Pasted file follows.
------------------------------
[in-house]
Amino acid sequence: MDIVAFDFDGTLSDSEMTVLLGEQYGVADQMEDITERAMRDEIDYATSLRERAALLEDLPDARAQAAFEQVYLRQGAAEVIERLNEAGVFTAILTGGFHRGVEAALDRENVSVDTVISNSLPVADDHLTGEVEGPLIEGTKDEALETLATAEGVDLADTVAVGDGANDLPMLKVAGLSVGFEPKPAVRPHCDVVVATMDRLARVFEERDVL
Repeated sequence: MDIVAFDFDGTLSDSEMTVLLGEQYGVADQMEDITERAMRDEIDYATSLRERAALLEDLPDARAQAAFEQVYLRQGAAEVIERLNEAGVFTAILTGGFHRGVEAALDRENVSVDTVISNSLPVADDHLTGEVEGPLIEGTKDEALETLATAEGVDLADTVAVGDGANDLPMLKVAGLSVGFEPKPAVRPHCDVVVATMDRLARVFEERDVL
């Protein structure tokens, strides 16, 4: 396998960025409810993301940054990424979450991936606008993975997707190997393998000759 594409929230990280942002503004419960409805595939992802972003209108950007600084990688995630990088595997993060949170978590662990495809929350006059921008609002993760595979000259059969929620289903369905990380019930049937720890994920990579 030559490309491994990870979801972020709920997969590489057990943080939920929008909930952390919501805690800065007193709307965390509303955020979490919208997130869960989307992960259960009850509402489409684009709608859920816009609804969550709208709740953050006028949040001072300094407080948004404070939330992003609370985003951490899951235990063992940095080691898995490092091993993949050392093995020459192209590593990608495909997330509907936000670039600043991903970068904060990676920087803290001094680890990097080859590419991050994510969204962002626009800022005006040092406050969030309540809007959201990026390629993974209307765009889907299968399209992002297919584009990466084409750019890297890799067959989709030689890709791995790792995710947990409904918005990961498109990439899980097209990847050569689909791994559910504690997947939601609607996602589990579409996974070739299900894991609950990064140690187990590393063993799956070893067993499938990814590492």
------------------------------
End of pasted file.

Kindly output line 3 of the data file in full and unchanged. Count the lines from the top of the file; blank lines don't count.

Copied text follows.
Repeated sequence: MDIVAFDFDGTLSDSEMTVLLGEQYGVADQMEDITERAMRDEIDYATSLRERAALLEDLPDARAQAAFEQVYLRQGAAEVIERLNEAGVFTAILTGGFHRGVEAALDRENVSVDTVISNSLPVADDHLTGEVEGPLIEGTKDEALETLATAEGVDLADTVAVGDGANDLPMLKVAGLSVGFEPKPAVRPHCDVVVATMDRLARVFEERDVL